The participant performance data followed a normal distribution; as a result, we used ANOVA with a Tukey HSD post-hoc test to evaluate statistical significance across the experimental conditions with respect to the Win% and PercentileRank metrics. Additionally, we conducted a Mann-Whitney U test to analyze the Likert scale data for the SelfEval metric.
6.1. Participant Performance
Figure 5 presents the average participant win percentage (Win%) for each study condition over the three days. We observe that while no statistical differences are observed between conditions on the first day, the differences in performance grow on subsequent days. In particular we see the greatest rate of overall task improvement from Day 1 to Day 3 for the RGA+ condition. Our results indicate a correlation between the amount of explanation participants are given and their Win%, with more justifications leading to more wins. This is further supported by the results in Figure 6, which present the percentile rank (PercentileRank) of each participant’s average move–with a percentile rank of 100 denoting the most optimal move and percentile rank of 0 denoting the least optimal move. Similar to Figure 5, we observe a correlation between the PercentileRank of move ratings and the amount of justifications provided, with the upper quartile for PercentileRank being higher with more explanations.
Our statistical analysis shows that for both Win% and for PercentileRank, participants in ’RGA’ did not perform statistically better than those in ’None’, not validating H1a, nor statistically better those in ’Hints’, not validating H1b. We do observe that ’RGA+’ participants performed significantly better than ’None’ participants validating H1c. However, with respect to the ’Hints’ condition, ’RGA+’ had statistically better Win% performance but not PercentileRank, therefore only partially validating H1d. Finally, we see no significant difference between ’RGA+’ and ’RGA’ conditions in this study, not validating H1e.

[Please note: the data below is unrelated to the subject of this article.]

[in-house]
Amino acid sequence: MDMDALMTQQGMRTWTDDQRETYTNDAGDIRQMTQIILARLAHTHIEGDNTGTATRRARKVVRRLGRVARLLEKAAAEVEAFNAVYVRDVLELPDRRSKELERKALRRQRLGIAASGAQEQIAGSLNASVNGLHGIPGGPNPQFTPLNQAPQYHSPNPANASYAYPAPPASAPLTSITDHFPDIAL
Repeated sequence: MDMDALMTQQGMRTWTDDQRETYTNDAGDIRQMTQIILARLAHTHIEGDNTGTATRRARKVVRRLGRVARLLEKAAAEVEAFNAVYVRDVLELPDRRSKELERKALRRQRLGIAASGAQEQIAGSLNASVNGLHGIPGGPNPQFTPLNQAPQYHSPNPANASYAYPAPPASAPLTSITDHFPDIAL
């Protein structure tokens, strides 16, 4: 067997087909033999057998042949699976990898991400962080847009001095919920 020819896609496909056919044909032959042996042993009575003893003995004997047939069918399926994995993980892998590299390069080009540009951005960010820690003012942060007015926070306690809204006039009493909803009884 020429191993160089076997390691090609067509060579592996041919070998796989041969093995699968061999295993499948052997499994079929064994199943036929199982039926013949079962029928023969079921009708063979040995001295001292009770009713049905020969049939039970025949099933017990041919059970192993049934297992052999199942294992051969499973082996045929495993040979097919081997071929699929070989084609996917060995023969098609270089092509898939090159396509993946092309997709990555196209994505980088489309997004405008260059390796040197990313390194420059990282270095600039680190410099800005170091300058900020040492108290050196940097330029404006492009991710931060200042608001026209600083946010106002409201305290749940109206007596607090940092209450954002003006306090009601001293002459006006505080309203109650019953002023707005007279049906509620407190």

In summary, these results indicate that humanly interpretable rationales can improve task performance, as long as the rationales fit a complete representation of the domain. Our results show that gathering both utility-based features and additional domain knowledge features (not represented by the utility) can accomplish completeness. It is also important to note that for task improvement, a decision not only needs to be interpretable, but more importantly humanly interpretable by accompanying rationales. The ’Hints’ conditions also provided interpretability by highlighting the best move, but the lack of accompanying rationales may be the cause of why no significance was seen between ’Hints’ and ’None’. Furthermore the inclusion of domain knowledge in RGA+ significantly improved participant Win% over the baseline conditions, compared to RGA, validating the need for a more complete domain representation. However, for this reason, it is interesting that no Win% significance was seen between ’RGA+’ and ’RGA’, but in seeing a trend of increasing difference between ’RGA+’ and ’RGA’, we suspect that over a longer period of time, a visible significance would be seen.